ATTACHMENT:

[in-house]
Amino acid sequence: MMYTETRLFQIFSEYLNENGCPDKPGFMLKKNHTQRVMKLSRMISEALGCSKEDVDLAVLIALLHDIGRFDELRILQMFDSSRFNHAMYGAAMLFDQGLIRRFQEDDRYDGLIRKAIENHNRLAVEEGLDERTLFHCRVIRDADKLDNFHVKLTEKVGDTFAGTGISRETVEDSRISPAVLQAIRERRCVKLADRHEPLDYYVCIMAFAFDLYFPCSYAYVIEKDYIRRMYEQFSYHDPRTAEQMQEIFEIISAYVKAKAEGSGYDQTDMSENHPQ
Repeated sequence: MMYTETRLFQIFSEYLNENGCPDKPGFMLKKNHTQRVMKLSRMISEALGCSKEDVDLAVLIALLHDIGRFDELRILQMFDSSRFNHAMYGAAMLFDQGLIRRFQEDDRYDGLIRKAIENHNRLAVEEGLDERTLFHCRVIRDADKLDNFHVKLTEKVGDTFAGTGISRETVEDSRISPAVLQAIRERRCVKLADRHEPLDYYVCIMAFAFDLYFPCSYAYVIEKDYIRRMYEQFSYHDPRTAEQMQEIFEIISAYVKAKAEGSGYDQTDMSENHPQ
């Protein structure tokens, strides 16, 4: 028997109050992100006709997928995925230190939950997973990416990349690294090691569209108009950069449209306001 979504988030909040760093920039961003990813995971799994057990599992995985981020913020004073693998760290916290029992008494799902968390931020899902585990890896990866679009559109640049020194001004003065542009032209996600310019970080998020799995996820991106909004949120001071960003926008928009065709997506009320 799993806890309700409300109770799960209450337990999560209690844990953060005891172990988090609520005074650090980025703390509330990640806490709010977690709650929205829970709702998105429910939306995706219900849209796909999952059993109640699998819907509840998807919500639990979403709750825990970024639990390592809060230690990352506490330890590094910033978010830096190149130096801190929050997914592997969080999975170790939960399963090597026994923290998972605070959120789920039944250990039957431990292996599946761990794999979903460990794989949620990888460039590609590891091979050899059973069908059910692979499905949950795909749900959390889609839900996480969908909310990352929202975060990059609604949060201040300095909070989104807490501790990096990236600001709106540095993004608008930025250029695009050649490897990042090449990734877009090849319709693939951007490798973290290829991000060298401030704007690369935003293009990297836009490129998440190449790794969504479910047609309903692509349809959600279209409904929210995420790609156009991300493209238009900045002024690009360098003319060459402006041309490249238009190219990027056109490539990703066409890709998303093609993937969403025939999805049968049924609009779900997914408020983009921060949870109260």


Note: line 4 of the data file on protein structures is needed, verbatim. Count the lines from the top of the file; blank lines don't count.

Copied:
């Protein structure tokens, strides 16, 4: 028997109050992100006709997928995925230190939950997973990416990349690294090691569209108009950069449209306001 979504988030909040760093920039961003990813995971799994057990599992995985981020913020004073693998760290916290029992008494799902968390931020899902585990890896990866679009559109640049020194001004003065542009032209996600310019970080998020799995996820991106909004949120001071960003926008928009065709997506009320 799993806890309700409300109770799960209450337990999560209690844990953060005891172990988090609520005074650090980025703390509330990640806490709010977690709650929205829970709702998105429910939306995706219900849209796909999952059993109640699998819907509840998807919500639990979403709750825990970024639990390592809060230690990352506490330890590094910033978010830096190149130096801190929050997914592997969080999975170790939960399963090597026994923290998972605070959120789920039944250990039957431990292996599946761990794999979903460990794989949620990888460039590609590891091979050899059973069908059910692979499905949950795909749900959390889609839900996480969908909310990352929202975060990059609604949060201040300095909070989104807490501790990096990236600001709106540095993004608008930025250029695009050649490897990042090449990734877009090849319709693939951007490798973290290829991000060298401030704007690369935003293009990297836009490129998440190449790794969504479910047609309903692509349809959600279209409904929210995420790609156009991300493209238009900045002024690009360098003319060459402006041309490249238009190219990027056109490539990703066409890709998303093609993937969403025939999805049968049924609009779900997914408020983009921060949870109260």